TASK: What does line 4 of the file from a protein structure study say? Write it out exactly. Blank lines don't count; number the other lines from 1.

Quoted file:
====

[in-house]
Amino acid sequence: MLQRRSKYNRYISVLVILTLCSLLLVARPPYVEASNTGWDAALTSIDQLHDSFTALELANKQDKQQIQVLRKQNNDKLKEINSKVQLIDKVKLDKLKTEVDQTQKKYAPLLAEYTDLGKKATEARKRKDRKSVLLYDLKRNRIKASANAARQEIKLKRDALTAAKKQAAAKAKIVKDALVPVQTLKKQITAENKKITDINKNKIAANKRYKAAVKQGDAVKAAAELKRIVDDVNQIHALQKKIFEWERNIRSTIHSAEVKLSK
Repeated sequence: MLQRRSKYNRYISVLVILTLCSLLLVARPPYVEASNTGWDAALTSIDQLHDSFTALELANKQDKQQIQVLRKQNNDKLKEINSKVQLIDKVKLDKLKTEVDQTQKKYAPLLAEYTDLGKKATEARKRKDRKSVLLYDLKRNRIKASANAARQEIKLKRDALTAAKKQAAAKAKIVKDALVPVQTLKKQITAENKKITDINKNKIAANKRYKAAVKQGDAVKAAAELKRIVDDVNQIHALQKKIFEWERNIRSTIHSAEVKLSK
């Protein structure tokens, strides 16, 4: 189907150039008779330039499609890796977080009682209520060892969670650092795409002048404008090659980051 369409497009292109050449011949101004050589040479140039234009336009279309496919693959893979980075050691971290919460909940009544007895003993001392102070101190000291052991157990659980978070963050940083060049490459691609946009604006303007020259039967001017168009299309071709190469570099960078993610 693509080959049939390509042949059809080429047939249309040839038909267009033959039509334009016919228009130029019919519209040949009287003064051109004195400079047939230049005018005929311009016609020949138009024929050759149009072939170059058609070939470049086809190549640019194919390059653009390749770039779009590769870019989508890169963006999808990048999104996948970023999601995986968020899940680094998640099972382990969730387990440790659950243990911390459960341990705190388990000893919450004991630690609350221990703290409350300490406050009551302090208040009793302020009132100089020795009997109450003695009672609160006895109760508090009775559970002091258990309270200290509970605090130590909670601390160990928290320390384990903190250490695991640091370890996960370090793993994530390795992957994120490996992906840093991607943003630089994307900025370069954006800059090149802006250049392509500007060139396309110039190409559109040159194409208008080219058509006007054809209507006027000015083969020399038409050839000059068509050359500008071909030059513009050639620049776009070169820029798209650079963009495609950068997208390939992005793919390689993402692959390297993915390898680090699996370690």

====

């Protein structure tokens, strides 16, 4: 189907150039008779330039499609890796977080009682209520060892969670650092795409002048404008090659980051 369409497009292109050449011949101004050589040479140039234009336009279309496919693959893979980075050691971290919460909940009544007895003993001392102070101190000291052991157990659980978070963050940083060049490459691609946009604006303007020259039967001017168009299309071709190469570099960078993610 693509080959049939390509042949059809080429047939249309040839038909267009033959039509334009016919228009130029019919519209040949009287003064051109004195400079047939230049005018005929311009016609020949138009024929050759149009072939170059058609070939470049086809190549640019194919390059653009390749770039779009590769870019989508890169963006999808990048999104996948970023999601995986968020899940680094998640099972382990969730387990440790659950243990911390459960341990705190388990000893919450004991630690609350221990703290409350300490406050009551302090208040009793302020009132100089020795009997109450003695009672609160006895109760508090009775559970002091258990309270200290509970605090130590909670601390160990928290320390384990903190250490695991640091370890996960370090793993994530390795992957994120490996992906840093991607943003630089994307900025370069954006800059090149802006250049392509500007060139396309110039190409559109040159194409208008080219058509006007054809209507006027000015083969020399038409050839000059068509050359500008071909030059513009050639620049776009070169820029798209650079963009495609950068997208390939992005793919390689993402692959390297993915390898680090699996370690």